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Besweri Mulondo: Buganda’s controversial prince dies, aged 90

Buganda’s marked prince

If one day can define the life of a man, then Tuesday March 28, 1995 is that day for Besweri Mulondo, who died on April 5, 2016 aged 90 years, writes Kavuma Kaggwa.

Back in 1995, Ugandans were drafting a new constitution through delegates to the Constituent Assembly (CA) sitting in conference centre in Kampala. On March 28, 1995, there was heated debate on federalism; a matter that was cherished by Mulondo’s tribesmen, the Baganda, but was anathema for the majority republicans in the CA.

In an attempt to circumvent the obvious opposition to federalism, Buganda delegates, together with advocates of a switch from President Yoweri Museveni’s Movement politics to multipartyism, had hatched a plan.

According to the plan, non-Baganda delegates would propose federal. This was designed to make it look like a national, rather than Baganda, demand. It was agreed, however, that a prominent Muganda would conclude the federal demand pitches. That Muganda was Besweri Mulondo, then-ssabalangira (chief prince), member of the-parliamentary body (NRC), for Mityana, and First Deputy katikiro (prime minister) and minister for Agriculture in the Buganda kingdom government.

Mulondo, who was 69-years old at the time, was a dapper dresser with a penchant for wearing pure-white suits, flamboyant cravats, and matching white Stetson hats. He was the Leader of the Buganda Delegation in the CA.

Everything went according to plan until it was Mulondo’s turn to speak.

To Buganda’s chagrin, Mulondo said he was opposing the proposal. He argued that although Buganda cherished federalism, its appeal had been blemished by the distrust he, as a Muganda, held for its promoters in the CA. Mulondo used several Luganda proverbs to make his points.

Pointing at its prominent promoters; members of the Uganda Peoples Congress (UPC) party of then-exiled former president Milton Obote; who had abolished monarchs and driven Buganda’s Kabaka Fredrick Muteesa II into exile, Mulondo said “ensibambi edibya muteere” (meaning that bad packaging can destroy the sale-value of even a good product) and that federalism, when proposed by Buganda’s opponents, was like “ssesota mu nsuwa” (a snake in a cooking pot).He rejected it and Buganda lost its fight for federal status within a republican Uganda. Many never forgave Mulondo. He was forced out of his positions in the Kabaka’s government and stripped of the Ssaabalangira title.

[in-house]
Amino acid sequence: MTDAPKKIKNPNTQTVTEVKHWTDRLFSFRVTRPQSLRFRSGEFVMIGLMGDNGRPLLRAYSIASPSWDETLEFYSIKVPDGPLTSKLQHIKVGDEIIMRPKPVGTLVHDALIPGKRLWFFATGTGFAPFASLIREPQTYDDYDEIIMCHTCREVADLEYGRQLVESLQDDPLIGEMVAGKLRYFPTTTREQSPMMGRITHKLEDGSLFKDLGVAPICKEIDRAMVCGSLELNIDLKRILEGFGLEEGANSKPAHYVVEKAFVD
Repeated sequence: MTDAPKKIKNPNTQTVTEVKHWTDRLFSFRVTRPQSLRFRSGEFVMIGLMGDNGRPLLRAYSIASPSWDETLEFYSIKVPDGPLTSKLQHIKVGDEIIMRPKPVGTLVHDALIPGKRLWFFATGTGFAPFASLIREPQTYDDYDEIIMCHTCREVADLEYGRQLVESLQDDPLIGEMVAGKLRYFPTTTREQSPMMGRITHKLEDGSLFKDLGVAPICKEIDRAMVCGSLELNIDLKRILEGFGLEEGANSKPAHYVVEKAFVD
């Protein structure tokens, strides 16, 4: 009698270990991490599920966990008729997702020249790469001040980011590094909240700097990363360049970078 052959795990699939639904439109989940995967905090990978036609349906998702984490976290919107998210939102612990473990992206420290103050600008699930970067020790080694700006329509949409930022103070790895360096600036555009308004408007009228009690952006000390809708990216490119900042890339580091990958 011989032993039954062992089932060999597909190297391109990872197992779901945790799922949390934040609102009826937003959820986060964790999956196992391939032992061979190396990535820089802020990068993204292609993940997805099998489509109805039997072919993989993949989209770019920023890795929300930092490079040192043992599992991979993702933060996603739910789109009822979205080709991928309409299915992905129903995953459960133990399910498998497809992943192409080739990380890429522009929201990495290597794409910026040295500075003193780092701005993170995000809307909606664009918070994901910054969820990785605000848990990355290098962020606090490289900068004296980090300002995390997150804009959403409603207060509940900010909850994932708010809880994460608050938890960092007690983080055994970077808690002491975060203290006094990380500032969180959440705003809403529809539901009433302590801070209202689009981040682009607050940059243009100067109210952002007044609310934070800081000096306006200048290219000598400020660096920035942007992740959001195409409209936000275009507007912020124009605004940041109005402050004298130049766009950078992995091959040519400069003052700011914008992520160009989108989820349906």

Mulondo died a broken man at the International Hospital in Kampala.

He was born on March 12, 1926 at his native Kyankowe Village in Singo County of the Buganda Kingdom.

Mulondo’s love

I knew Besweri Mulondo in the 1960s at the time before Uganda became independent from the British. He was working in the Lint Marketing Board in Kampala, and I was an Information Officer in the Ministry of Information and Broadcasting.  I came to know him more when both of us were in exile in Nairobi in the early 1980s and we used to meet in the pharmacy of the late Dr. Samson Kisekka on Moi Avenue near Development House.

Mulondo used to join our political discussions with the late Dr. B.N Kununka. I remember that Mulondo, in these meeting, liked everyone to know his passion for the Buganda kingdom. He would repeatedly say: “We are fighting to remove Obote but Yoweri Museveni must know that as soon as we win the war, the Buganda Kingdom must be restored.”

When the NRM/NRA forces captured Kampala, Mulondo returned to Uganda with Dr. Kisekka who became Prime Minister and later Vice President.

When the Buganda Kingdom was restored on July 31, 1993, Besweri Mulondo shrewdly worked his way into the circles of the palace at Mengo and he was appointed Sabalangira (Head of the Balagangira Clan). Balangira means the Princes and Princesses of the Buganda Kingdom. This automatically made him to be trusted in the Kabaka’s Palace and at the time of the CA, he was appointed head of the Buganda delegation.

When the Constitutional Commission headed by Justice Benjamin Odoki, published its report, it revealed that 97% of the people in Buganda wanted a federal system of government for Uganda, compared to 67% of people outside Buganda who also wanted it.

One comment

  1. “On March 28, 1995, there was heated debate on federalism; a matter that was cherished by Mulondo’s tribesmen, the Baganda, but was anathema for the majority republicans in the CA.

    “He rejected it and Buganda lost its fight for federal status within a republican Uganda”

    The writer seems to confuse “federalism” with “Monarchism.” The following countries have federal Governments and republican constitutions:

    The United States of America, Germany, Switzerland, Nigeria, to name but a few.

    On the other hand, the United Kingdom, which is a monarchy composed of 4 nations namely England, Scotland, Wales and Northern Ireland has a unitary and not a federal Government.

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